As Abu-Jamal’s speech opens old wounds, PA lawmakers vow to increase victims’ rights


By Andrew Staub | PA Independent

HARRISBURG, Pa. — Speaking from the State Correctional Institution at Mahanoy, convicted cop-killer Mumia Abu-Jamal on Sunday delivered the commencement address to about two dozen students at Goddard College, a progressive liberal arts school in Vermont.

The college’s decision troubled Pennsylvania Corrections Secretary John Wetzel, but even he admitted inmates have a constitutional right to access phones.

“While we do not support or endorse this specific type of activity, we cannot prohibit it from happening,” he said in a statement issued before the commencement speech.

TILTING THE SCALES: Gov. Tom Corbett, at podium, and state lawmakers want to give victims power to stop offenders from inflicting more anguish after a convicted cop-killer gave a commencement address at a Vermont college.

Pennsylvania Gov. Tom Corbett and state lawmakers hope, in the future, a judge could. They joined district attorneys, police cadets and victim advocates in the Capitol Rotunda on Monday, vowing to pass legislation that could prevent something like Abu-Jamal’s speech from happening again.

Sponsored by state Rep. Mike Vereb, R-Montgomery, the legislation would allow the victim of a crime or prosecutors acting on the victim’s behalf to file a civil action to stop conduct from an offender that causes severe mental anguish. A judge would have the power to grant injunctive relief.

“We hope to never use this law,” Vereb said. “We hope that the actual people that sit in prison recognize that they themselves are there to heal, not tear the scabs off the wounds of our victims some 30 years later.”

The push for the legislation comes amid a particularly emotional time for Corbett and law enforcement officers across Pennsylvania.

State troopers are still scouring the forests of the Poconos for Eric Frein, who ambushed two state troopers, killing one. Monday, police laid to rest another trooper killed accidentally during a training exercise.

Goddard College’s commencement makes even older wounds feel fresh to some.

Abu-Jamal’s path to a life sentence in a Pennsylvania prison began during the early morning hours of Dec. 9, 1981, when his brother was stopped by Philadelphia Police Officer Daniel Faulkner. The traffic stop turned violent when Abu-Jamal approached from across the street, shot Faulkner in the back and then unloaded four more bullets into his wounded victim, one into his head.

Faulkner managed to shoot Abu-Jamal, leaving him slumped at the crime scene. A jury convicted him, and he was sentenced to die, but he was spared from death row when an appeals court found the jury was improperly instructed.

In the years since the murder, Abu-Jamal has gained substantial notoriety, and he even spoke at Goddard College in 2008, according to Vermont Watchdog, which reported that visit went unnoticed.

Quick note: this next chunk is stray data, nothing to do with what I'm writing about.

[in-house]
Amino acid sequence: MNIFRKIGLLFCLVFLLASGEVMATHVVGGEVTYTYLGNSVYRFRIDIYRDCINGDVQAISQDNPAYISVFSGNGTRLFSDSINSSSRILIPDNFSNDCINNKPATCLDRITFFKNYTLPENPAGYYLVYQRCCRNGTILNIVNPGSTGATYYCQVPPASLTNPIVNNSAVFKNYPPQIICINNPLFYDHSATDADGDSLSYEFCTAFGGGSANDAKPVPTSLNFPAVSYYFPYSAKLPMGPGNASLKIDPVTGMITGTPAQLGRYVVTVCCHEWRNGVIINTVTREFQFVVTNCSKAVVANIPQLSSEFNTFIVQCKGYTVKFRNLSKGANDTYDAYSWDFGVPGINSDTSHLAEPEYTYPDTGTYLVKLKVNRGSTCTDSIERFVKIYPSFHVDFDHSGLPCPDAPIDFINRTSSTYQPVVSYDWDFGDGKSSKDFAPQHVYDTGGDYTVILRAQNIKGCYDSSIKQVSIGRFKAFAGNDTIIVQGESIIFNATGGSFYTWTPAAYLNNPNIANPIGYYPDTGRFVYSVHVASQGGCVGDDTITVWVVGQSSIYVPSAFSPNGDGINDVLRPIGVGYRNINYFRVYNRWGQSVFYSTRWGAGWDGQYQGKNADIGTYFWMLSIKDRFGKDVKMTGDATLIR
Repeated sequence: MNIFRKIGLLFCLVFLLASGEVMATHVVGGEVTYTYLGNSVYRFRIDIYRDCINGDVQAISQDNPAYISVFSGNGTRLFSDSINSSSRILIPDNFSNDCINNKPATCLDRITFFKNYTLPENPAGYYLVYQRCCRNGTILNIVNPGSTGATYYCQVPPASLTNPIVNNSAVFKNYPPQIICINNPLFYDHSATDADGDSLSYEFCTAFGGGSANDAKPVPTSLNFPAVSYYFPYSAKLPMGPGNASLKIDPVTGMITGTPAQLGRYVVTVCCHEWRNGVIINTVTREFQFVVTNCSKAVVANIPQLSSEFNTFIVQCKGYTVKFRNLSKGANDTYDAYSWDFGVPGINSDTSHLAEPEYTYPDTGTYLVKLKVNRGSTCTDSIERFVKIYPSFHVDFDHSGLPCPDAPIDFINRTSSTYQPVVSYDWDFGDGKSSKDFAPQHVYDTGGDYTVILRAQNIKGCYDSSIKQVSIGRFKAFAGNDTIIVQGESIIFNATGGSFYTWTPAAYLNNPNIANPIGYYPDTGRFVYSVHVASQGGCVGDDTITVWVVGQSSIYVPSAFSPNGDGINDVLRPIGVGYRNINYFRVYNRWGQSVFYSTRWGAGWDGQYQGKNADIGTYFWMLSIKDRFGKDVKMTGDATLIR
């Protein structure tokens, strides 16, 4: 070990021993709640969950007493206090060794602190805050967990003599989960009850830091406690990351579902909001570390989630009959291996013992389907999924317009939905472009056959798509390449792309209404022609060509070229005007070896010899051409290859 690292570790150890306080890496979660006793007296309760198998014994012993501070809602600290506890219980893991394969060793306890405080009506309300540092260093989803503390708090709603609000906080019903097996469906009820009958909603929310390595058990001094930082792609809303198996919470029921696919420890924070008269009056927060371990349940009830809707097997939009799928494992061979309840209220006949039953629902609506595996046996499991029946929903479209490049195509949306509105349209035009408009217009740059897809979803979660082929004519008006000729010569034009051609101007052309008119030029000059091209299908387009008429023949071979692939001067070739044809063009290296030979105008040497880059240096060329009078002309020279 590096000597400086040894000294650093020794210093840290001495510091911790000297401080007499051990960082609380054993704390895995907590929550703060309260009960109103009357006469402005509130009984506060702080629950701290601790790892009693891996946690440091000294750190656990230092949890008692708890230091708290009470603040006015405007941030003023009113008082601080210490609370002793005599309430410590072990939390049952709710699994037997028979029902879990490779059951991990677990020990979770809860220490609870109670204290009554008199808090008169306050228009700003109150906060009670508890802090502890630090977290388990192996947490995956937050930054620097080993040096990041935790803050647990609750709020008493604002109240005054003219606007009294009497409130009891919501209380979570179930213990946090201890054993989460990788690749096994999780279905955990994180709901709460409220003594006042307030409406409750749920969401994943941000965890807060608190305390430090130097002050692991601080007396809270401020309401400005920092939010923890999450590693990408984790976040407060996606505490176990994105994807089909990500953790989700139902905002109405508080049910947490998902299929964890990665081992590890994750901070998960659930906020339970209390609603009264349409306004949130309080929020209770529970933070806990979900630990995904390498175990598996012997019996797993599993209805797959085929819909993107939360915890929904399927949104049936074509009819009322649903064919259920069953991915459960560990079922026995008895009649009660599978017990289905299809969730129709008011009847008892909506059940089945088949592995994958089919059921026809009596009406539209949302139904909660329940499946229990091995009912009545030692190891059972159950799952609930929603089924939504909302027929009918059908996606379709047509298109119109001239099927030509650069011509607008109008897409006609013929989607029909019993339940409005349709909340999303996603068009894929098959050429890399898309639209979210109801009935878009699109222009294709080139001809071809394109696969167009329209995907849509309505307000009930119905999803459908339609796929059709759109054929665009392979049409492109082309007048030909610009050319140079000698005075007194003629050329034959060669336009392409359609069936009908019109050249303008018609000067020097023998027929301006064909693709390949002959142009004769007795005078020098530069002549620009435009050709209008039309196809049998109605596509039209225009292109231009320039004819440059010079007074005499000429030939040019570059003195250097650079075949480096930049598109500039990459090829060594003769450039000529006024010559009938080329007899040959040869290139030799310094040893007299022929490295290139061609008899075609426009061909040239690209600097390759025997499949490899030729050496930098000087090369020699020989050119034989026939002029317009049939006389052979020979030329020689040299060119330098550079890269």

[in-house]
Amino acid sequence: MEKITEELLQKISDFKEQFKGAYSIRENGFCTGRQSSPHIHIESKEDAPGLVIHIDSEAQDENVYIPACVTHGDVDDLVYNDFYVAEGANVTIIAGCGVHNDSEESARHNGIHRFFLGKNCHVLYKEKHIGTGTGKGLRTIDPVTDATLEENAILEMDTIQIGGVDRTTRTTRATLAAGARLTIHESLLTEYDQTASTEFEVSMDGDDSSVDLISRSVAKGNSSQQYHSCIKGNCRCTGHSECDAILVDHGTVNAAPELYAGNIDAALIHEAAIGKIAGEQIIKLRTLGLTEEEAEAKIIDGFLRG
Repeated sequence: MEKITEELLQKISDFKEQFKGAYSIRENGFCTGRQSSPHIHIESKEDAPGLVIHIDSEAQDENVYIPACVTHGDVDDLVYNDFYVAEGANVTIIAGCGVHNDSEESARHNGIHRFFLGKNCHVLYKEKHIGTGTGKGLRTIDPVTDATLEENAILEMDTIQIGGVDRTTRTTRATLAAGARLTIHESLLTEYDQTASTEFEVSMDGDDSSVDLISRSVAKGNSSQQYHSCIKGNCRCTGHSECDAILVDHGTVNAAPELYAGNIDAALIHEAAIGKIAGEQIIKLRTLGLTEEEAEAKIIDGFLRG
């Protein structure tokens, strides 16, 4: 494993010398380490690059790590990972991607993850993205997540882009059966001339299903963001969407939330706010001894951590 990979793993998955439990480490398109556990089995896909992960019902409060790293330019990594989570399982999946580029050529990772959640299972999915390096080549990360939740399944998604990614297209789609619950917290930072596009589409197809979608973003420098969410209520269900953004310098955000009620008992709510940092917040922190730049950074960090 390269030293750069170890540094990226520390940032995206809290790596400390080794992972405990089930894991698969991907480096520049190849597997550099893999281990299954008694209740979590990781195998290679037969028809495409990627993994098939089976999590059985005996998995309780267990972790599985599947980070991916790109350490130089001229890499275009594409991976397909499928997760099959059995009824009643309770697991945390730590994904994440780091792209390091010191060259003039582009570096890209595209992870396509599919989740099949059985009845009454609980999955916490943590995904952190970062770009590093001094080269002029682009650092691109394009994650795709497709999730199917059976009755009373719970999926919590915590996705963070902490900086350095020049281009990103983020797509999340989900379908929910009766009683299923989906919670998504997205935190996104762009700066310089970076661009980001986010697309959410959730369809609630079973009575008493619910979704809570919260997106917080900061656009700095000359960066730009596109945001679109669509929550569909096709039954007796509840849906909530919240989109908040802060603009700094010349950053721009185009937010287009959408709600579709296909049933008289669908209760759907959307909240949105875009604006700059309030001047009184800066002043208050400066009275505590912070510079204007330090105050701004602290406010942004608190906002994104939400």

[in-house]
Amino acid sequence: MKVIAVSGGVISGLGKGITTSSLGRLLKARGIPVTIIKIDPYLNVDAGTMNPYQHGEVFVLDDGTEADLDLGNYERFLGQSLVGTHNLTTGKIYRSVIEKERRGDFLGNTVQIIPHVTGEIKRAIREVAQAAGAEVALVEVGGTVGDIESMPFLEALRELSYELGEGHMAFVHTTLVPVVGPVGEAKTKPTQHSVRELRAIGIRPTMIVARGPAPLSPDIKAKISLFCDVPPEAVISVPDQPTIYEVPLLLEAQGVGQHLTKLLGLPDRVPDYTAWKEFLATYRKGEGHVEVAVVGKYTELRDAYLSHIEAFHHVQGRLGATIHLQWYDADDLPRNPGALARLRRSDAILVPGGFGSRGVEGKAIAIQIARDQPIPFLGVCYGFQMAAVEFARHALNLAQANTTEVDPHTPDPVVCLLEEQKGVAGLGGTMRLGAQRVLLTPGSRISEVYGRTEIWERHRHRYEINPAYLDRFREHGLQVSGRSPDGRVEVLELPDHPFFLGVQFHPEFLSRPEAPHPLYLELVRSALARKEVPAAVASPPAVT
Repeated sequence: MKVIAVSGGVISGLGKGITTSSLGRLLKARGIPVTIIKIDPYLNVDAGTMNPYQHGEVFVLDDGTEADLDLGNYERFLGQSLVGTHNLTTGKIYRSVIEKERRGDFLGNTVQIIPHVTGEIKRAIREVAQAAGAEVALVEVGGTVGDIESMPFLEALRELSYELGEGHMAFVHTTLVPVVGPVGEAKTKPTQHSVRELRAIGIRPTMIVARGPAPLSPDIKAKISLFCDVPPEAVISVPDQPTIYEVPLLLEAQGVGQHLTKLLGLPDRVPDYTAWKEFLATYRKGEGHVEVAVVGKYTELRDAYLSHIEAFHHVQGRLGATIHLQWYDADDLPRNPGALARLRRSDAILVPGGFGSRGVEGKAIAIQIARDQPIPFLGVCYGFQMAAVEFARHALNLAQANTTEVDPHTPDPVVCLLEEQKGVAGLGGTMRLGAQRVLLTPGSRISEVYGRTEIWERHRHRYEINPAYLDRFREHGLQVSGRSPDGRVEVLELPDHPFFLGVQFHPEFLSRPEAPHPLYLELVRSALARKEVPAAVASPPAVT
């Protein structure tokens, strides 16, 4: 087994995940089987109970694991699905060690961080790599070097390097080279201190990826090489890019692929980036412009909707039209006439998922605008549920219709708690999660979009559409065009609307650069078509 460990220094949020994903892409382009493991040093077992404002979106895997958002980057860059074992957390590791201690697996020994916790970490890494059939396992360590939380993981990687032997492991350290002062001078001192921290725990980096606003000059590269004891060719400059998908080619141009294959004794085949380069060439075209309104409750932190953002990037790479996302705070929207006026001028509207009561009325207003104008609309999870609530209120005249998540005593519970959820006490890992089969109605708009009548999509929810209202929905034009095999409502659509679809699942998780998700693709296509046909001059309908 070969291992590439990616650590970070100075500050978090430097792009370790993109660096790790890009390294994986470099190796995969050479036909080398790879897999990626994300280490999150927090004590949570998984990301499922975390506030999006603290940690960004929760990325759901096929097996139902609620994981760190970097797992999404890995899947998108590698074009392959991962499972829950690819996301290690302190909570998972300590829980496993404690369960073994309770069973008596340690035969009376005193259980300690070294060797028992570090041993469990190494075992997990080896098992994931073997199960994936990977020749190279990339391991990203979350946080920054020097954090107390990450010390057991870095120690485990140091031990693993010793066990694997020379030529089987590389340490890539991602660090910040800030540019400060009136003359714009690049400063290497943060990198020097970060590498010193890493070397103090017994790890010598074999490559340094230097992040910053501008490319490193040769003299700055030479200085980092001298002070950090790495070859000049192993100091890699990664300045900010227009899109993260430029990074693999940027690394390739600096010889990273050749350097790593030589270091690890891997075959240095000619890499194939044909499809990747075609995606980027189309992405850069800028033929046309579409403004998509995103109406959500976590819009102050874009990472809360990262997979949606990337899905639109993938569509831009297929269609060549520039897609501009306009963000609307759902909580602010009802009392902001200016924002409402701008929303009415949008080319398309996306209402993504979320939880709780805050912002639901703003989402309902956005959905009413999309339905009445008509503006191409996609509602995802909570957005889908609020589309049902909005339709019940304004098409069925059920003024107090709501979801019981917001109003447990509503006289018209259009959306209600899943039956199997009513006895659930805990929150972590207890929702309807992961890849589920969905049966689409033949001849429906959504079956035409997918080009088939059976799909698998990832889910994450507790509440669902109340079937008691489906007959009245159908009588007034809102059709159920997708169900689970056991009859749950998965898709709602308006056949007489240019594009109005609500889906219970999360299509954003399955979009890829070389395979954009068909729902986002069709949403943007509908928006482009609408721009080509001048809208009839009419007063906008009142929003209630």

This time around, though, the college’s decision to allow a convicted killer to address about two dozen students sparked outrage in Vermont and reverberated more than 750 miles to Pennsylvania’s capital.

“A commencement speaker is to uplift, to motivate, to inspire the young minds to do great things. A premeditated murderer of a police officer does none of that,” said Jennifer Storm, Pennsylvania’s victim advocate.

Storm argued Goddard College was allowing Abu-Jamal to victimize the Faulkner family again and urged lawmakers to quickly pass legislation, which, she said, would give victims a voice and a right to fight back.

The victim advocate also read a letter from Faulkner’s wife, Maureen, who wrote that her family has endured decades of Abu-Jamal’s painful public speaking while courts have repeatedly upheld his conviction.

“The time has come to put an end to the desecration of our free speech laws by Mumia, and anyone else in the Pennsylvania state system who has violently taken the life of another,” she wrote.

Vereb said attorneys vetted the legislation, which doesn’t intend to strip prisoners of their rights to speak with family or reporters. He wants to avoid the commercialization of incarcerations, he said, with the hope a judge might see Abu-Jamal’s 25-minute recording as a “significant expansion of what some of us feel are First Amendment rights of prisoners.”

Vereb believes the legislation will pass by next week. It has Corbett’s support, too.

The governor called Abu-Jamal “a convicted murderer who has conned naïve individuals from Hollywood to Paris into believing that he is somehow a political prisoner for shooting a police officer in the head.”

“We are not questioning the college’s constitutional right to choose their own speaker,” Corbett said. “I am questioning their taste. We are questioning their common decency and the speaker they have chosen.”

Andrew Staub is a reporter for PA Independent and can be reached at Follow @PAIndependent on Twitter for more.